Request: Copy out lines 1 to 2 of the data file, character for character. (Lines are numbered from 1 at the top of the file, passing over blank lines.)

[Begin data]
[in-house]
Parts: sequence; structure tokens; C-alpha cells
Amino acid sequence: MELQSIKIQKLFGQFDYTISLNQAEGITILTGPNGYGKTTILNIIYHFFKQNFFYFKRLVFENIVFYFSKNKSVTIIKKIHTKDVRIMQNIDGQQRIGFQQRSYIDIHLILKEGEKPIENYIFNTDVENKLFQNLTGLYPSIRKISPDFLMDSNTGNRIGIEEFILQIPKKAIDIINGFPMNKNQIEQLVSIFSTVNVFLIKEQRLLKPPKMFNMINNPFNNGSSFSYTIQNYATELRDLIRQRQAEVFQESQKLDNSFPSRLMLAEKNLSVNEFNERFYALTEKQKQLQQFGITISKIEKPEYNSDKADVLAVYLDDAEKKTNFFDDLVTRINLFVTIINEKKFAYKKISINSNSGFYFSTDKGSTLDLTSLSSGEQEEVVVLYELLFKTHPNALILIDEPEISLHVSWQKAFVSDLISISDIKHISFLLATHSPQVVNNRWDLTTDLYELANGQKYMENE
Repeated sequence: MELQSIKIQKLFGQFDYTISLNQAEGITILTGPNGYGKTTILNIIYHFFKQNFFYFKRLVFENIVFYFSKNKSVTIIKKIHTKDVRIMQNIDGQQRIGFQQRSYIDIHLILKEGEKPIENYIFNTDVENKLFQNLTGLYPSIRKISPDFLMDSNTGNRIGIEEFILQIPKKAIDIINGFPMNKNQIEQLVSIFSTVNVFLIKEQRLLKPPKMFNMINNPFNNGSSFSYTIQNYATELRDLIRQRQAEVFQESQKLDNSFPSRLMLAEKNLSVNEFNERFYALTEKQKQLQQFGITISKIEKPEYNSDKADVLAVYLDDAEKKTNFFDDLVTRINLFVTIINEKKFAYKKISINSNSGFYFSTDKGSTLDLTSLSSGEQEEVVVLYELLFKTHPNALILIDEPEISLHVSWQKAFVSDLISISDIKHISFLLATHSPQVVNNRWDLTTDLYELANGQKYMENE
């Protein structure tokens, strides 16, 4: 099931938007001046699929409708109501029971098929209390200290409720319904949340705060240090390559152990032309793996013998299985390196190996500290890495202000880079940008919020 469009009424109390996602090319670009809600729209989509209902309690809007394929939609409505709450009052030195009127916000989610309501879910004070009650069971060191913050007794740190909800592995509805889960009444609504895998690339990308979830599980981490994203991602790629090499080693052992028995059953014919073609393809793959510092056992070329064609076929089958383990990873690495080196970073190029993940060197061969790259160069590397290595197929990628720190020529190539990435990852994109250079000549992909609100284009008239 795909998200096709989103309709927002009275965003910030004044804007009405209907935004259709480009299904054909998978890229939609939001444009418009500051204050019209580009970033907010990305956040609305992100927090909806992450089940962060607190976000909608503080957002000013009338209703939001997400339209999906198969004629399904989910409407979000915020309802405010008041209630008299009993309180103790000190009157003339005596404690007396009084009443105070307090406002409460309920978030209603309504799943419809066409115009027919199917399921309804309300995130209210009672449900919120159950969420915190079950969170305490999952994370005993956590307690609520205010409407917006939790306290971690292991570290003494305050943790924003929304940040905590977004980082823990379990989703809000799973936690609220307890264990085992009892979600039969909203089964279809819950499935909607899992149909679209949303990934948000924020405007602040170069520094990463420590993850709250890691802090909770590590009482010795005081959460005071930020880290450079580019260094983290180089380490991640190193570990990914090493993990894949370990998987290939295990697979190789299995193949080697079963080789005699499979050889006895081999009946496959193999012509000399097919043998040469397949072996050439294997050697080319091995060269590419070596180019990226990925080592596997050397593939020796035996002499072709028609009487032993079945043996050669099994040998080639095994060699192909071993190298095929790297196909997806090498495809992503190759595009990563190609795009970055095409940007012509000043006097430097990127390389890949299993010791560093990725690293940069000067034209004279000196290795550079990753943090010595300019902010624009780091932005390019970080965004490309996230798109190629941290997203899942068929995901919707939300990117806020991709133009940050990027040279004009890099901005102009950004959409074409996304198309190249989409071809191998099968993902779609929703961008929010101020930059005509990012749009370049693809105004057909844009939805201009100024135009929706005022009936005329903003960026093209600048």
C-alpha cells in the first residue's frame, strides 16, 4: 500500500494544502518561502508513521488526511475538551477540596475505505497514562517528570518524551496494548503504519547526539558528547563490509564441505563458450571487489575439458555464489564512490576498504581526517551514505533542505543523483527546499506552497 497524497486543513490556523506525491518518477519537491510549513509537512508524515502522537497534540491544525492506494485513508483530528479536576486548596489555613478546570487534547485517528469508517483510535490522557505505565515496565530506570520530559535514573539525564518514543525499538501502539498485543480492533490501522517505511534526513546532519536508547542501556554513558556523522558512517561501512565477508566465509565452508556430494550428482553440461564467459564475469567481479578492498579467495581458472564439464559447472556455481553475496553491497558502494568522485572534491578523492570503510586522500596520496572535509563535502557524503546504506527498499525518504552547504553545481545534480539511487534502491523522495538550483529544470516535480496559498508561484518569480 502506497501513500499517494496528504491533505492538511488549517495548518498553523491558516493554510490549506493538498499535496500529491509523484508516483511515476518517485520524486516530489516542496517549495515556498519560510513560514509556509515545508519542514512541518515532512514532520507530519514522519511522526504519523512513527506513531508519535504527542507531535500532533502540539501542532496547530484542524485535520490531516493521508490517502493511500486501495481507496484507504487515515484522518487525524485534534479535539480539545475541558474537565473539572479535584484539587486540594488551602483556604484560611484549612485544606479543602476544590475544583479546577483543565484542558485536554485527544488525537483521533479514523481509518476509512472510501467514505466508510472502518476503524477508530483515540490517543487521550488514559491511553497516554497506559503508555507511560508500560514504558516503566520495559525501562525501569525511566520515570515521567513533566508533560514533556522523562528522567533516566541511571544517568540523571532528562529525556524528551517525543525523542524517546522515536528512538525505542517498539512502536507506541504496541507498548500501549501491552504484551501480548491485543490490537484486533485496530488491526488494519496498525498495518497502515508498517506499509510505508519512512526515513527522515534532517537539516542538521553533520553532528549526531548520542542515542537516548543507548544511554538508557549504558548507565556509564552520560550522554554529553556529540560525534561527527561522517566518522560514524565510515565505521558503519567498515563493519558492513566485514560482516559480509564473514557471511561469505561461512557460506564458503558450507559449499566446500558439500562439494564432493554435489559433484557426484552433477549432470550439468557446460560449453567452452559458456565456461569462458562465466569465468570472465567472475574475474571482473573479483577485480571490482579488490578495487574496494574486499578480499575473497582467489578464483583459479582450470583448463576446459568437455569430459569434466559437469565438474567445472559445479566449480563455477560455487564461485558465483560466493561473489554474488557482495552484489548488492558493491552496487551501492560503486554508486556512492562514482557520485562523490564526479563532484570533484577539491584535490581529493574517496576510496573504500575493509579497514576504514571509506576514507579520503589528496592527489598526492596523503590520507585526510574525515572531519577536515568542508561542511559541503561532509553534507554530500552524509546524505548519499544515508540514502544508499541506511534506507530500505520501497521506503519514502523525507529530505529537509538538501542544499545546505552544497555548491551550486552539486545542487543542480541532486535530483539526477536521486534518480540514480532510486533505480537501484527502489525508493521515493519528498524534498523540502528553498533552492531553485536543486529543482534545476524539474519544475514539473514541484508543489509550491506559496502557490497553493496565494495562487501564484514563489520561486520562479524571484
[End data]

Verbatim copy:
[in-house]
Parts: sequence; structure tokens; C-alpha cells